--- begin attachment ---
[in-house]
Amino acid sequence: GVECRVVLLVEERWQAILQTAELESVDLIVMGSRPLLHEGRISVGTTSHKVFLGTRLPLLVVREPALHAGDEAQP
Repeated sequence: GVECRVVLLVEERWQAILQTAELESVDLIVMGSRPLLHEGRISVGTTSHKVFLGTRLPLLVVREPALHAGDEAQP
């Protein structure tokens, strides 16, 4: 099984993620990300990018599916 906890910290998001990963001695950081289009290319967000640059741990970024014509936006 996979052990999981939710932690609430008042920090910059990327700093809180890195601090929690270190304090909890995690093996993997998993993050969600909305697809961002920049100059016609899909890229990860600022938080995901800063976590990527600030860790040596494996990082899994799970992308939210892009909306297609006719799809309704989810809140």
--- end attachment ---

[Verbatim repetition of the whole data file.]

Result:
[in-house]
Amino acid sequence: GVECRVVLLVEERWQAILQTAELESVDLIVMGSRPLLHEGRISVGTTSHKVFLGTRLPLLVVREPALHAGDEAQP
Repeated sequence: GVECRVVLLVEERWQAILQTAELESVDLIVMGSRPLLHEGRISVGTTSHKVFLGTRLPLLVVREPALHAGDEAQP
């Protein structure tokens, strides 16, 4: 099984993620990300990018599916 906890910290998001990963001695950081289009290319967000640059741990970024014509936006 996979052990999981939710932690609430008042920090910059990327700093809180890195601090929690270190304090909890995690093996993997998993993050969600909305697809961002920049100059016609899909890229990860600022938080995901800063976590990527600030860790040596494996990082899994799970992308939210892009909306297609006719799809309704989810809140």